The Test: A New Era for Australia's Team
  • Director: Adrian Brown
  • Episodes: 8
  • Storyline: A behind the scenes look at how the Australian men’s cricket team fell from grace and was forced to reclaim its title and integrity

For the passionate Langer, it was challenge inheriting a dressing room with a fear of failure mindset, in contrast to the environment during his playing career. In the first series since Sandpapergate, an inexperienced one-day team gets a 5-0 mauling in England and Langer gives the team a tongue-lashing, belting out the F-word every few seconds, like a scene straight out of Good Will Hunting.

Langer’s brand of tough love was met with resistance initially by the outspoken Usman Khawaja, who had issues with the coach’s handling of the nets sessions. Langer admits privately that he respects Khawaja for his frankness. It’s part of the team’s new ethos of 'Elite Honesty', a curious catchphrase which Langer explained as, "You look a bloke in the eye, tell them the truth and be happy to get some truth back, so that's elite honesty." After losing the Melbourne Test to India, in a forlorn setting, Khawaja tells the coach, “The boys are a bit intimidated by you, Alf.”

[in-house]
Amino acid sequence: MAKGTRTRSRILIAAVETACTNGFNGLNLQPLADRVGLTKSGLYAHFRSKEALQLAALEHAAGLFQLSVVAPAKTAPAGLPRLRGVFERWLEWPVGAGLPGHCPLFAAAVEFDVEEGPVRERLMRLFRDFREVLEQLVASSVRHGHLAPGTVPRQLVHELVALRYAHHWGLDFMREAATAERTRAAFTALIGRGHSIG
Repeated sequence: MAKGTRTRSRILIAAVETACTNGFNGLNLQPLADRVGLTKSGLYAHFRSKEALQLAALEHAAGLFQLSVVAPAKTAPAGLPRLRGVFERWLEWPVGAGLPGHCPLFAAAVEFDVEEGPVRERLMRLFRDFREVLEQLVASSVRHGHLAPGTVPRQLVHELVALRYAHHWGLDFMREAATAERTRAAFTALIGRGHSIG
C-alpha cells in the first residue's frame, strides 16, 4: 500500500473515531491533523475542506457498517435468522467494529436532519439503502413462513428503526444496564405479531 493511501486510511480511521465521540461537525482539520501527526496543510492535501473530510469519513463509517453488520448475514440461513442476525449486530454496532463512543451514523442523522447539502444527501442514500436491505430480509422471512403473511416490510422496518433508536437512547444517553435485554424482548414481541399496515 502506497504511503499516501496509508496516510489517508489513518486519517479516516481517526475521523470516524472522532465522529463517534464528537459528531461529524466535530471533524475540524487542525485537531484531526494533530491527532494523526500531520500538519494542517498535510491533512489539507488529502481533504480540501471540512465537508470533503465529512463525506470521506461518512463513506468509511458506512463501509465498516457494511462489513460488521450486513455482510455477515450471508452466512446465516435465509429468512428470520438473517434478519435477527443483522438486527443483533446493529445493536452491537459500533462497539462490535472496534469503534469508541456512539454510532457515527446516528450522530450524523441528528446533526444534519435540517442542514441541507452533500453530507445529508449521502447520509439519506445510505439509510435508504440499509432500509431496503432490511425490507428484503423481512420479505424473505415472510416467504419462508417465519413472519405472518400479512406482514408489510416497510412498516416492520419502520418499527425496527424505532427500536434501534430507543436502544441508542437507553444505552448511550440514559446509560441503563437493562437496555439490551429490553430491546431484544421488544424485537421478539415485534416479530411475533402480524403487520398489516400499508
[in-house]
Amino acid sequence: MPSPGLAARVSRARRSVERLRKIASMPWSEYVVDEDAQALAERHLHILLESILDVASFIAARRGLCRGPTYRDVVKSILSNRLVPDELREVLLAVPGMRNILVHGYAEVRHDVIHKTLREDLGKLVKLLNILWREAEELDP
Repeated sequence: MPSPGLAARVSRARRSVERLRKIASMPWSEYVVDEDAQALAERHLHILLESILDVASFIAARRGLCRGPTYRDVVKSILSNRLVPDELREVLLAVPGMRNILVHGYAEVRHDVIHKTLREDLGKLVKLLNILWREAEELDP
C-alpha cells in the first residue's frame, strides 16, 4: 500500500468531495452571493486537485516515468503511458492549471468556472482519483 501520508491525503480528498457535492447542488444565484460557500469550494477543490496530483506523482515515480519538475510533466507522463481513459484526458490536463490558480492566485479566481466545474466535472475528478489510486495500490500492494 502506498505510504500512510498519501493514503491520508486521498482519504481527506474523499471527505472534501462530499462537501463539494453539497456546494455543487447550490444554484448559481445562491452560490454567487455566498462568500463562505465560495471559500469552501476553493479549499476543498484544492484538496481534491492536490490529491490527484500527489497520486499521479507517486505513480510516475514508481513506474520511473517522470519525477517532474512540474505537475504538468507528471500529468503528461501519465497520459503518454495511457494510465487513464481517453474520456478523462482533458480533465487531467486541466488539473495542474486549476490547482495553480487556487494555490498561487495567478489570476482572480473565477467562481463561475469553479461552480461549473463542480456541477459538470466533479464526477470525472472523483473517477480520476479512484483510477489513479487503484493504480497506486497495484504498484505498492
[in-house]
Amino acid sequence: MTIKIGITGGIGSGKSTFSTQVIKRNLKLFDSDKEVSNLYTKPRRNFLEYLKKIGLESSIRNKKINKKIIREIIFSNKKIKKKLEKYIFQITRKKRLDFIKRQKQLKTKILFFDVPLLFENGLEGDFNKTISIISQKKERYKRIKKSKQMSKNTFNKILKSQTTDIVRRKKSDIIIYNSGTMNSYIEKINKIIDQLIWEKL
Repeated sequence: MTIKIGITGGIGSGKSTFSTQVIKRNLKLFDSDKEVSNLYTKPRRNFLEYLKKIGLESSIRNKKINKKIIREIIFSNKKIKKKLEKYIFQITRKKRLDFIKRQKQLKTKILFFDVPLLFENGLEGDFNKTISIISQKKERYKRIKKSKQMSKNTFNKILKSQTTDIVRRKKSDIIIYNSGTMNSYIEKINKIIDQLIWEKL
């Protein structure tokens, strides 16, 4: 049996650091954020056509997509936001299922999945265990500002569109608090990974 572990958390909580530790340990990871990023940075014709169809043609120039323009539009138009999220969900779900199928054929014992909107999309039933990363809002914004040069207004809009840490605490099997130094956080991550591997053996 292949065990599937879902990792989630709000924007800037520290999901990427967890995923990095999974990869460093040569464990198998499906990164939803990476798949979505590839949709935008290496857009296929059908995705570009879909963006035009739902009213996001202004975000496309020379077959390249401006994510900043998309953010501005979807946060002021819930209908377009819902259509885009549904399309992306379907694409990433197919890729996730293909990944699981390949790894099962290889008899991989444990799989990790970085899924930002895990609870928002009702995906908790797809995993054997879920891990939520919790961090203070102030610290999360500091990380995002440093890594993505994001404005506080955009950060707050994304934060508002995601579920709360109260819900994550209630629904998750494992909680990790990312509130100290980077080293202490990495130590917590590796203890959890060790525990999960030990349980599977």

What makes The Test most compelling is the kind of access director Adrian Brown and his crew were given to go behind closed doors and capture moments of vulnerability and softness. Frustrated batsmen literally let loose by flinging equipment around; Finch finds it ethically wrong to be lecturing his team on scoring more runs while he’s barely getting any himself but the coach tells him it’s okay for a captain to admit he is vulnerable; it’s okay to turn on the waterworks, like when an emotional Nathan Lyon breaks down when handing his close mate Travis Head his Test cap.

Things had gone to such a head for Langer following the series defeat to India that one day over breakfast, he recalled, his wife, broke down seeing the stress he had gone through. The coach himself did a bit of self-correction and learned to let go. He kept emphasising on the mantra of “we” not “me”, stressing on looking out for your mates, putting an arm around the shoulder (the bromance between Marcus Stoinis and Adam Zampa, of course, taking it to another level).